Most critiques of the current impasses are known, justified--and predictable. Yes, movements such as Occupy "expend considerable energy on internal direct-democratic process and affective self-valorisation over strategic efficacy, and frequently propound a variant of neo-primitivist localism, as if to if to oppose the abstract violence of globalised capital with the flimsy and ephemeral 'authenticity' of communal immediacy" (Accelerate Manifesto). This critique may be valid for US-activism but doesn't seem to resonate the situation in Southern Europe and the Middle-East. Activism in the North-West of Europe in fact needs more discussion, more consensus, in order to strengthen its own communal ties. The problem with Occupy was not its obsession with internal decision-making rituals but with the lack of the social capacity of its members to build coalitions. The problem here is one of a lifestyle trap. When activism promotes itself as a style, the ability of its memes to travel outside of the issue-context remains limited. Cyberpolitics faces a similar problem: how can we get rid of its Californian hipster dotcom image and politicize the unemployed masses of young people arcoss the globe that will never benefit from the mega profits of 'their' Google and Facebook? When will we see the first strike against Free & Open services by its users?

Activism is about saying enough is enough, we've got to stand up and do something. The refusal is foundational. Just Say No. Cry out loud that you don't give a fuck. For the positivist managerial class is the hard part as they'd rather skip the schizo-part of today's society and prefer to deal with reasonable and balanced people. It is true that the despair of the rebel often ends up in a catastrophic, violent event, one that will be overdetermined by the agenda of others. So what is aesthetic negativity in the age of smart phones? We cannot run away from this question. Is there a pure form of techno-nihilism that is both creative and destructive? How can the hacker identity be taken out of the libertarian context? The Anonymous identity design is a promising start in this respect.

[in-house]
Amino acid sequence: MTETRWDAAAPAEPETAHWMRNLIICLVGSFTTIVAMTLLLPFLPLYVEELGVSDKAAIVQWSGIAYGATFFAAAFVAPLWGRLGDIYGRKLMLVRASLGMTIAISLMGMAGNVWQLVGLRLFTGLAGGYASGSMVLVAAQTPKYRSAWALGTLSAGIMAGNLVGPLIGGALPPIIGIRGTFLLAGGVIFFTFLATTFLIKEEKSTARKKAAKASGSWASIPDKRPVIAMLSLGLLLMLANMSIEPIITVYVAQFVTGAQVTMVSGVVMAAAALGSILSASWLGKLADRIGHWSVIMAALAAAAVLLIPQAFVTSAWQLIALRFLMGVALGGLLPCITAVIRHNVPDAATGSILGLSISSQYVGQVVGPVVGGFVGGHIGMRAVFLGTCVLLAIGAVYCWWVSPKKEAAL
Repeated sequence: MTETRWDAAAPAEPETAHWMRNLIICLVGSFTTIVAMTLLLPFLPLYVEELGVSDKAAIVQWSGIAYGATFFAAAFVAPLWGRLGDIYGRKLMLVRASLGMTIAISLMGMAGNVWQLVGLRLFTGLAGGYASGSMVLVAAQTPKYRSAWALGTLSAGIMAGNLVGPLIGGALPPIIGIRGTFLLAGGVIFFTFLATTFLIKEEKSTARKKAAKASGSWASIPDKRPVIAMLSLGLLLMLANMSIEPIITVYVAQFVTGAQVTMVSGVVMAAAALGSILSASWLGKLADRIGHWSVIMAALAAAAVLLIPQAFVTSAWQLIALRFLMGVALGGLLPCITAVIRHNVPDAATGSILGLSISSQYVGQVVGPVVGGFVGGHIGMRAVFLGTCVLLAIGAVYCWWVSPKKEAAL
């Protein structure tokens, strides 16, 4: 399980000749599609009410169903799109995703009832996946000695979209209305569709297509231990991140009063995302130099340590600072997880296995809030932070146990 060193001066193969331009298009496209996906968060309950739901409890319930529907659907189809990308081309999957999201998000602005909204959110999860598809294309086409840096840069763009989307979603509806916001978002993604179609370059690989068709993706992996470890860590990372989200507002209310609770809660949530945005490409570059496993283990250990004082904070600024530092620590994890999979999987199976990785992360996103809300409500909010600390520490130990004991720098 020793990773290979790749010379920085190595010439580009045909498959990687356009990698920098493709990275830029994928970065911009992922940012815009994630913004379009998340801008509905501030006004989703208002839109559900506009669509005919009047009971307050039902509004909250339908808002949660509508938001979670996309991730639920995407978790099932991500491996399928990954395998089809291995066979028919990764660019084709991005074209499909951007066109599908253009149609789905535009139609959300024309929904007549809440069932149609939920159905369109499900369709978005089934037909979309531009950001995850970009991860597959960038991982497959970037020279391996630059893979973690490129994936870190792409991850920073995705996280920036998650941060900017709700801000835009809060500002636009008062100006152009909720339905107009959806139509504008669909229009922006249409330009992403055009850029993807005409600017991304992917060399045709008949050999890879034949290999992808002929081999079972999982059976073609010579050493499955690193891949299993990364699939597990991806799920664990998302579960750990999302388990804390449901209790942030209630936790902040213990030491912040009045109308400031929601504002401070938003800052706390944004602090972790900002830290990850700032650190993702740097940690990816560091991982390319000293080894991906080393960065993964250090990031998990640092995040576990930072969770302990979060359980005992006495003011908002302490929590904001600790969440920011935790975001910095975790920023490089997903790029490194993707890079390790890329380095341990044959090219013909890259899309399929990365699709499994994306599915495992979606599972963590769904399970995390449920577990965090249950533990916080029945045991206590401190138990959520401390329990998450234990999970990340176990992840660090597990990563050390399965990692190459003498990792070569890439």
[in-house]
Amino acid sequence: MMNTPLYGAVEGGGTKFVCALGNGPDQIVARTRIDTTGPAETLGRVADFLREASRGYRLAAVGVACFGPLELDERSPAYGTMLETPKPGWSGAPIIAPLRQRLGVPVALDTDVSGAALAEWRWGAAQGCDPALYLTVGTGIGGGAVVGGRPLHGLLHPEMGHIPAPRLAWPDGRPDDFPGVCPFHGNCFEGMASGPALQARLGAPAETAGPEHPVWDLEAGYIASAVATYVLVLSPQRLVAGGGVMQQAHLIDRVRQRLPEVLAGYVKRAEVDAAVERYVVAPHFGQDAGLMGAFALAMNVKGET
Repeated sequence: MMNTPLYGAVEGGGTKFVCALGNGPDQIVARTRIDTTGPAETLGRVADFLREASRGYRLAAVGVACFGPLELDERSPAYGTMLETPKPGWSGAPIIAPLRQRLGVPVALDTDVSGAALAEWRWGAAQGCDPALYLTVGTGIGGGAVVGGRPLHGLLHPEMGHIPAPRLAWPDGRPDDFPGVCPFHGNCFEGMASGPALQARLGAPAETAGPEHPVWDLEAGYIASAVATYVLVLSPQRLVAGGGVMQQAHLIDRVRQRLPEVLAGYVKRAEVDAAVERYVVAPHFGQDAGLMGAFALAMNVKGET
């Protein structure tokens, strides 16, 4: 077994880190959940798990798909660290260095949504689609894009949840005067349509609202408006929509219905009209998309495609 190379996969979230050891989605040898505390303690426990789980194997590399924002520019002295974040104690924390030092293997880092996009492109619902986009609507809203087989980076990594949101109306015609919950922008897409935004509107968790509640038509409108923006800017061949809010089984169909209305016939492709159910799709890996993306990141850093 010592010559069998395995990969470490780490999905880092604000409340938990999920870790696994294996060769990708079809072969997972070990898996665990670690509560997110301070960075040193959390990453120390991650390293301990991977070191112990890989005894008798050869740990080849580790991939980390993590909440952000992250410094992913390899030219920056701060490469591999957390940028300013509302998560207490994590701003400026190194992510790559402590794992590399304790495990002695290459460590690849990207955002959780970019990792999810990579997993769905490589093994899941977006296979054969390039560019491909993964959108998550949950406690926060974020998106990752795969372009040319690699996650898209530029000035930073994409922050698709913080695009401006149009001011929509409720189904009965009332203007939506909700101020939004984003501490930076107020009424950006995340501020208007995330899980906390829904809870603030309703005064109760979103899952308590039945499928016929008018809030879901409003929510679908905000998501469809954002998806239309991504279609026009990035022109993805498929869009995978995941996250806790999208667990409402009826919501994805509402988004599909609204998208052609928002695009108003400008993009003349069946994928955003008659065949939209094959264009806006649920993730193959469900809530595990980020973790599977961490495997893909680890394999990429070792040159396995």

What's desire in this digital networked age? This question may seem rhetorical, even utopian, but that's not how it is meant. Today's answer is all too often formulated in the language of offline romanticism. The way to out can only be perceived as an exodus of technology as such whereas technological proposals are often condemned as 'solutionism' (Morozov). How can we design a radical agenda that ignores both? As Chicago Mayor Rahm Emanuel said: "Never allow a crisis to go to waste. They are opportunities to do big things." Let's seize that moment and become technical together. Let's forget reformist agendas that emphasize individual solutions. In fighting censorship, surveillance and control of both states and monopolies there is a promise of a new culture of decentralization that is able to negotiate its rights on federated level with standards and protocols that benefit all. This techno promise is up in the air, and Vito Campanelli reports about it.